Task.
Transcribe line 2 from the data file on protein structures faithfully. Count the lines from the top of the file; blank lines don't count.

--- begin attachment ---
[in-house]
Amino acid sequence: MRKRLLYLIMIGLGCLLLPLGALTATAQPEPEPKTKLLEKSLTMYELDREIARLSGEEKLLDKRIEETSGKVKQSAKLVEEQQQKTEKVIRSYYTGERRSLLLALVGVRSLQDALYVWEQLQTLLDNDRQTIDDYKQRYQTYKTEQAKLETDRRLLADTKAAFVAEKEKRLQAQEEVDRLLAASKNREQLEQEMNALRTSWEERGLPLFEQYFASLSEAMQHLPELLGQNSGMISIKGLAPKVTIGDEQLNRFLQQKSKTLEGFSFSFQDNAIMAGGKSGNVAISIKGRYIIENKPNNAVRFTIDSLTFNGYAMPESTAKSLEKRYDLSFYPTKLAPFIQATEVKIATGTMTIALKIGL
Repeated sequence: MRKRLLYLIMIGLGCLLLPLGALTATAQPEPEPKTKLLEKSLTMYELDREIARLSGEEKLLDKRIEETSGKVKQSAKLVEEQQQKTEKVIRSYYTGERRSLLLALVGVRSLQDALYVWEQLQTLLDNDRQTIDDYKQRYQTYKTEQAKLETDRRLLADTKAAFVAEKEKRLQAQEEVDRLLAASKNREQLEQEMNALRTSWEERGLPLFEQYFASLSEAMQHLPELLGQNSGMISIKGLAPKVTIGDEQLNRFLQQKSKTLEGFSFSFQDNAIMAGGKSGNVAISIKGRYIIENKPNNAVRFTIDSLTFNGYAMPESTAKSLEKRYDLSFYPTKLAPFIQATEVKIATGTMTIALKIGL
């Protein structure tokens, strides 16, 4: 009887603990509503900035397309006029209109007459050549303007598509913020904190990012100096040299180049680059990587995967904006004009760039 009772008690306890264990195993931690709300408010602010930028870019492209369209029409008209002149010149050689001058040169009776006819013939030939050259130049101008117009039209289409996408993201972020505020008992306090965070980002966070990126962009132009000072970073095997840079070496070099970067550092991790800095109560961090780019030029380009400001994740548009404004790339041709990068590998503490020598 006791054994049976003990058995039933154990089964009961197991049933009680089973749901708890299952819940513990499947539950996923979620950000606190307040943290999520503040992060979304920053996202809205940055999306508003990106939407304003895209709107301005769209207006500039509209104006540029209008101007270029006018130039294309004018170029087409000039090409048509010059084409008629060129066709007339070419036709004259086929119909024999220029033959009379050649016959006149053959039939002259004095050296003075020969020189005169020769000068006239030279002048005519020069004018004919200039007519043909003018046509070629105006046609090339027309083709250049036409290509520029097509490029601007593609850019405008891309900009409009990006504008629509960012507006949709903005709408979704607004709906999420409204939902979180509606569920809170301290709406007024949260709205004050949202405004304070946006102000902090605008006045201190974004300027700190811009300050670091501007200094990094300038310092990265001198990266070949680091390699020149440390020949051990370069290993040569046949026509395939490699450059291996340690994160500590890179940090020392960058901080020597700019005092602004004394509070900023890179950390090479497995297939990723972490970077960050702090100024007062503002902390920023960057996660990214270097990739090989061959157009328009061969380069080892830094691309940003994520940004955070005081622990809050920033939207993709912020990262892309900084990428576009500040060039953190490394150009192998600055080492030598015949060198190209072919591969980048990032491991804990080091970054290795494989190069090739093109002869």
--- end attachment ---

Amino acid sequence: MRKRLLYLIMIGLGCLLLPLGALTATAQPEPEPKTKLLEKSLTMYELDREIARLSGEEKLLDKRIEETSGKVKQSAKLVEEQQQKTEKVIRSYYTGERRSLLLALVGVRSLQDALYVWEQLQTLLDNDRQTIDDYKQRYQTYKTEQAKLETDRRLLADTKAAFVAEKEKRLQAQEEVDRLLAASKNREQLEQEMNALRTSWEERGLPLFEQYFASLSEAMQHLPELLGQNSGMISIKGLAPKVTIGDEQLNRFLQQKSKTLEGFSFSFQDNAIMAGGKSGNVAISIKGRYIIENKPNNAVRFTIDSLTFNGYAMPESTAKSLEKRYDLSFYPTKLAPFIQATEVKIATGTMTIALKIGL